• shawkie - Friday, January 1, 2010 - link

    Call me cynical but I'd be very suspicious of benchmark results from this controller. How can you be sure that the write amplification during the benchmark resembles that during real world use? If you write completely random data to the disk then surely its impossible to achieve a write amplification of less than 1.0? I would have thought that home users would be mostly storing compressed images, audio and video which must be pretty close to random. I'd also be interested to know if the deduplication/compression is helping them to increase to the effective reserved space. That would go a long way to mask read-modify-write latency issues but again, what happens if the data on the disk can't be deduplicated/compressed? Reply
  • Swivelguy2 - Friday, January 1, 2010 - link

    On the contrary - if you write random data, some (probably lots) of that data will be duplicated on successive writes simply by random chance.

    When you write already-compressed data, an algorithm has already looked at that data and processed it in a way that makes sure there's very little duplication of data.
  • Holly - Friday, January 1, 2010 - link

    It's always matter of used compression algorithm. There are algorithms that are able to press whole avi movie (= already compressed) to few megabytes. Problem with these algoritms is they are so demanding it takes days even for neuron network to compress and decompress. We had one "very simple" compression algorithm in graphs theory classes.. honestly I got ultimately lost after first read paragraph (out of like 30 pages).

    So depending on algorithms used you can compress already compressed data. You can take your bitmap, run it through Run Length Encoding, then run it through Huffman encoding and finish with some dictionary based encoding... In most cases you'll compress your data a bit more every time.

    There is no chance to tell how this new technology handles it's task in the end. Not until it is ran with Petabytes of data.
  • bji - Friday, January 1, 2010 - link

    Please don't use an authoritative tone when you actually don't know much about the subject. You are likely to confuse readers who believe that what you write is factual.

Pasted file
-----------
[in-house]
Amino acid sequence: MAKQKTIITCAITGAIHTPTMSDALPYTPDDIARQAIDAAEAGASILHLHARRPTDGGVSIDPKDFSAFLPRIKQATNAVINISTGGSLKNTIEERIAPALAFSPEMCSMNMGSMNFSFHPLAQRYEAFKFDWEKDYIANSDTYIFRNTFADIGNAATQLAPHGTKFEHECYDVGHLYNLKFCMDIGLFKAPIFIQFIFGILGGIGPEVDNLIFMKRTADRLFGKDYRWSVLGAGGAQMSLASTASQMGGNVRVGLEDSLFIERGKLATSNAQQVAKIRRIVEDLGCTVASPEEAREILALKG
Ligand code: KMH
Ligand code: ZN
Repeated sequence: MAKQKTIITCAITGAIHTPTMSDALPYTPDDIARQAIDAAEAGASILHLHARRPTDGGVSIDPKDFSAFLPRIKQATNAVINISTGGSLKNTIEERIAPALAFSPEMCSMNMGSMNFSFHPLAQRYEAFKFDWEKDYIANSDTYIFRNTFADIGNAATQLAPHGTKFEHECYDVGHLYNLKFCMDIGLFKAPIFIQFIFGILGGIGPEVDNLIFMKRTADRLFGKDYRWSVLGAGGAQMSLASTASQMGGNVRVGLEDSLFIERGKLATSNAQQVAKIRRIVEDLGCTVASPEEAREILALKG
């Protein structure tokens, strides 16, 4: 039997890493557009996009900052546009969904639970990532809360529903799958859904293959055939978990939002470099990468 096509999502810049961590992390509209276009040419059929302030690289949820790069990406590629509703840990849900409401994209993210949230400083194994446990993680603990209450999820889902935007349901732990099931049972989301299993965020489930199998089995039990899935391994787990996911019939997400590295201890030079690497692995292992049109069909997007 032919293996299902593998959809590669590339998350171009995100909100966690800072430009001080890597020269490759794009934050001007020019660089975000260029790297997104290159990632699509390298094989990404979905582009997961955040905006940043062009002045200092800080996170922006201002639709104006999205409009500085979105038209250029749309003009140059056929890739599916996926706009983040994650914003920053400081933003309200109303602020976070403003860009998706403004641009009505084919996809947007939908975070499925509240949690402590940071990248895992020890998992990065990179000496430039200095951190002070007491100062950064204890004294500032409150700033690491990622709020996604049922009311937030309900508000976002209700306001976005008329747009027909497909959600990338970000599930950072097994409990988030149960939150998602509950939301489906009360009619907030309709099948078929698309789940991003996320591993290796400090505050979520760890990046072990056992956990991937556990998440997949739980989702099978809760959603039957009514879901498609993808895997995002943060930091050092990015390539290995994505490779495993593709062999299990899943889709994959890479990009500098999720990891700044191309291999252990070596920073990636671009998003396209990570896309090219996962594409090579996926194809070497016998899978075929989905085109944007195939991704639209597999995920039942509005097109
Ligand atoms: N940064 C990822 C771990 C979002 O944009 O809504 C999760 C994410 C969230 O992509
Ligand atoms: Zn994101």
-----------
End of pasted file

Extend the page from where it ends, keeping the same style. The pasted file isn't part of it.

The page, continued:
The compression of movies that you were talking about is a lossy compression and would never, ever be suitable in any way for compressing data internally within an SSD.

    Run Length Encoding requires knowledge of the internal structure of the data being stored, and an SSD is an agnostic device that knows nothing about the data itself, so that's out.

    Huffman encoding (or derivitives thereof) is universally used in pretty much every compression algorithm, so it's pretty much a given that this is a component of whatever compression SandForce is using. Also, dictionary based encoding is once again only relevent when you are dealing with data of a generally restricted form, not for data which you know nothing about, so it's out; and even if it were used, it would be used before Huffman encoding, not after it as you suggested.

    I think your basic point is that many different individual compression technologies can be combined (typically by being applied successively); but that's already very much de riguer in compression, with every modern compression algorithm I am familiar with already combining several techniques to produce whatever combination of speed and effective compression ratios is desired. And every compression algorithm has certain types of data that it works better on, and certain types of data that it works worse on, than other algorithms.

    I am skeptical about SandForce's technology; if it relies on compression then it is likely to perform quite poorly in certain circumstances (as others have pointed out); it reminds me of "web accelerator" snake oil technology that advertised ridiculous speeds out of 56K modems, and which only worked for uncompressed data, and even then, not very well.